I met with potential future clients the other day. They were referred to me by a past client who highly recommended me. My client sent me the following email and copied his colleague:
“I cannot believe it’s already been 3 years since we worked together to find our home in San Jose. We still love the place, and so happy to have a place we call home. We keep thinking how lucky we were to have a thoughtful and proactive realtor to navigate a stressful phase of our life!
I want to introduce you to a colleague of mine at Apple, [name omitted]. He is beginning his search to buy a home, and would like a great realtor who is familiar with the area to help.
If you are still taking new clients, I will let you and [name omitted] discuss details and next steps!”
I sat with my clients colleague and his girlfriend for two hours discussing the home buying process and answering their list of questions. First time home buyers require a lot more time in the home buying process because they simply have no reference point … no experience in buying a home or obtaining a loan. That is perfectly understandable. That is among the many reasons buyers need a real estate agent – to educate and guide them through the process.
This first time home buyer and prospective new client said to me: “The seller does not pay your commission. I am actually paying it because the commission is embedded in the price of the home.”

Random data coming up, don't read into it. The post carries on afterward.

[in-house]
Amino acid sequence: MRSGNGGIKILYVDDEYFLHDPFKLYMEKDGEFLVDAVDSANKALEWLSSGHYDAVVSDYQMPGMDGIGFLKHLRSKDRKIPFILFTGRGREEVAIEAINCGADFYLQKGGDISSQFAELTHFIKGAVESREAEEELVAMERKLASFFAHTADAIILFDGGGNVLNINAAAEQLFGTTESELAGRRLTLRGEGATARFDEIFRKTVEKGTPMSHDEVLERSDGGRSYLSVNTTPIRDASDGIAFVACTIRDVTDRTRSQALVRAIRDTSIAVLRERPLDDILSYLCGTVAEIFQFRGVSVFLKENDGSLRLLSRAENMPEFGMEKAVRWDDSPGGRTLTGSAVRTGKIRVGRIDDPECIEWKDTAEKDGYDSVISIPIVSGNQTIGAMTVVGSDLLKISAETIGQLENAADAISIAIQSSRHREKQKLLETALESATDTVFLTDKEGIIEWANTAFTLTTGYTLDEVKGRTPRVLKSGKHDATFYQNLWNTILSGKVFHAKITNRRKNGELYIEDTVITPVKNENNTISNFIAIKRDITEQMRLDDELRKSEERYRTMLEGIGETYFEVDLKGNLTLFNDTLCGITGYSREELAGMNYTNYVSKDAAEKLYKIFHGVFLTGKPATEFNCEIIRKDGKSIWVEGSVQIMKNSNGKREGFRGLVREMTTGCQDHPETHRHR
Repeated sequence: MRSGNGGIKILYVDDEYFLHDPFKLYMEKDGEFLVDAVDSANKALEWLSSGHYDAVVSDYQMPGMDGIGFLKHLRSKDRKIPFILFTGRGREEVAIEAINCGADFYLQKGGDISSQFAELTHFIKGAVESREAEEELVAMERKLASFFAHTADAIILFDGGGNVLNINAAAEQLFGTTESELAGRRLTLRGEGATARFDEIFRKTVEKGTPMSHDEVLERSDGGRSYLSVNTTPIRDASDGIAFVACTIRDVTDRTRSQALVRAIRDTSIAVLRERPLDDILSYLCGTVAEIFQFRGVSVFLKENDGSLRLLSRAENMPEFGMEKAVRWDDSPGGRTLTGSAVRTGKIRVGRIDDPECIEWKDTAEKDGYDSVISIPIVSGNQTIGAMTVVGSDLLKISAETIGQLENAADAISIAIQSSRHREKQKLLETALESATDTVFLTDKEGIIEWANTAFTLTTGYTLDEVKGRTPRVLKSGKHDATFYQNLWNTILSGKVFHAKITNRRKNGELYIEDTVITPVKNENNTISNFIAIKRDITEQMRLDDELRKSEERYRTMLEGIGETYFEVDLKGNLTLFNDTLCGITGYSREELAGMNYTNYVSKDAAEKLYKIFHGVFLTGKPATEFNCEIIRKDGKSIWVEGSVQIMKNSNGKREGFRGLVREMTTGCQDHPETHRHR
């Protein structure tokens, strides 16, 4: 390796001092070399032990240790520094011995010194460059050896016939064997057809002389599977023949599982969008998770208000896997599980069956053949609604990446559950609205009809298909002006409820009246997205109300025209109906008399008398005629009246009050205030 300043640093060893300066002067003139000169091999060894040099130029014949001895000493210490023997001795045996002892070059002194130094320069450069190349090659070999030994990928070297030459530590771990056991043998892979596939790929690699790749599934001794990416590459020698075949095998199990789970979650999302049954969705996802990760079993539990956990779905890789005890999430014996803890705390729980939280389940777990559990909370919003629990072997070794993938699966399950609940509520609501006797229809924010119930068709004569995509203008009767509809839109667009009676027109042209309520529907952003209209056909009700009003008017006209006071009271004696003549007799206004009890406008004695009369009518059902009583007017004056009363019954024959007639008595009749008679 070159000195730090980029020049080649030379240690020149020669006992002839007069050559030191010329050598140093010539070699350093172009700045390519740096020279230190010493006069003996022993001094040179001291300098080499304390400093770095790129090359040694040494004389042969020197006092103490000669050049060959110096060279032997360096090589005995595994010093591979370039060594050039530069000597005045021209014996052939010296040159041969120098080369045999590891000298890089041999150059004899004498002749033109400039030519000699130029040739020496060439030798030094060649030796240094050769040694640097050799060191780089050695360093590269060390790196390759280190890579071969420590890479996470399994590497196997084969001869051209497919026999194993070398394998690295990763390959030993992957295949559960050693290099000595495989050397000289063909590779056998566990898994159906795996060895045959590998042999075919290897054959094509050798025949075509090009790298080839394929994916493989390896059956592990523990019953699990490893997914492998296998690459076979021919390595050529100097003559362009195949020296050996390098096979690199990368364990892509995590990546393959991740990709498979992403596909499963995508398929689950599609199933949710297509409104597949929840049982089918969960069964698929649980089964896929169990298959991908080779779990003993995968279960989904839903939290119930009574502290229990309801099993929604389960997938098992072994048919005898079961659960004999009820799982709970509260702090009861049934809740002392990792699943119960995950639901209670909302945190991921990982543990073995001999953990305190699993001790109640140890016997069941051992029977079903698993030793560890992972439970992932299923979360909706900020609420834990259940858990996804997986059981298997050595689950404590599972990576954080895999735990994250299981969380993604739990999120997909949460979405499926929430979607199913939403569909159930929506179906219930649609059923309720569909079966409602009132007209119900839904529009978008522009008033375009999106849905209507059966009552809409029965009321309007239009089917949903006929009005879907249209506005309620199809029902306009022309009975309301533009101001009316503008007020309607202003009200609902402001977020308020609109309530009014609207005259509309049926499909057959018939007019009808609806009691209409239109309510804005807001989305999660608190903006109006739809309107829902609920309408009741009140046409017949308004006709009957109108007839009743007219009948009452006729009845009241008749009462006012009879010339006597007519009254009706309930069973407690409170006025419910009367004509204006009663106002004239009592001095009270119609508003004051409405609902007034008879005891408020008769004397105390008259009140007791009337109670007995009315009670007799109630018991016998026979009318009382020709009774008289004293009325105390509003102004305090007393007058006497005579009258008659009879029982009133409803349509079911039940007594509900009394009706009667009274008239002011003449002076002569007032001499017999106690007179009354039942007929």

Hum? In nearly 15 years working full-time in real estate that was the first time I’d ever heard that perspective. I share my thoughts on commissions below.
Expense of a Sale is Deducted from the Proceeds of the Sale
The seller does not add the expense of the sale to the price of the home. Commissions paid to real estate agents are part of the sellers marketing costs. Commissions are what a seller is offering a Broker to list their home and market it for sale. The cooperating broker fee, or commission offered to the buyer’s agent, is included in the seller’s marketing costs which become an expense of sale.
Most San Hose home buyers purchase their home with a home mortgage. The lender will only lend on the appraised value of the home. This is true regardless of the type of financing.
- List price of a home is $899,000
- Offer price is $870,000
- Appraised value is $870,000
A lender will only lend on the $870,000 appraised value. The appraised value is independent of what the seller initially paid for the home. The seller might have paid $500,000 for the home. The appraised value and offer price of $820,000, minus paying off existing mortgage debt, fees and costs of the sale such as title and escrow fees, property taxes, and commissions is what the seller will net from the sale.
Nowhere in the calculation does a seller “add” commissions to increase the price of the home to cover commissions. In fact, we can change the example above and make it a For Sale By Owner where zero commissions are paid because the seller has not “commissioned” a listing broker. The appraised value of the home will remain the same. The appraiser does not care about the expense of marketing, the expense of selling the home or the amount of debt on the home. The appraiser cares about the condition of the home, the location of the home, and comparable sales in the community. The appraiser does not care what the buyer is willing the pay for the home.
The offer price from the buyer remains the same. While the seller may net more from the sale, the amount the buyer pays remains the same. The price a buyer pays for a home has little to do with the commissions offered to the broker who brings the buyer or the broker who lists the home for sale.
I understand others have a different perspective regarding commissions. I respect them. This is merely my opinion supported by the above scenarios.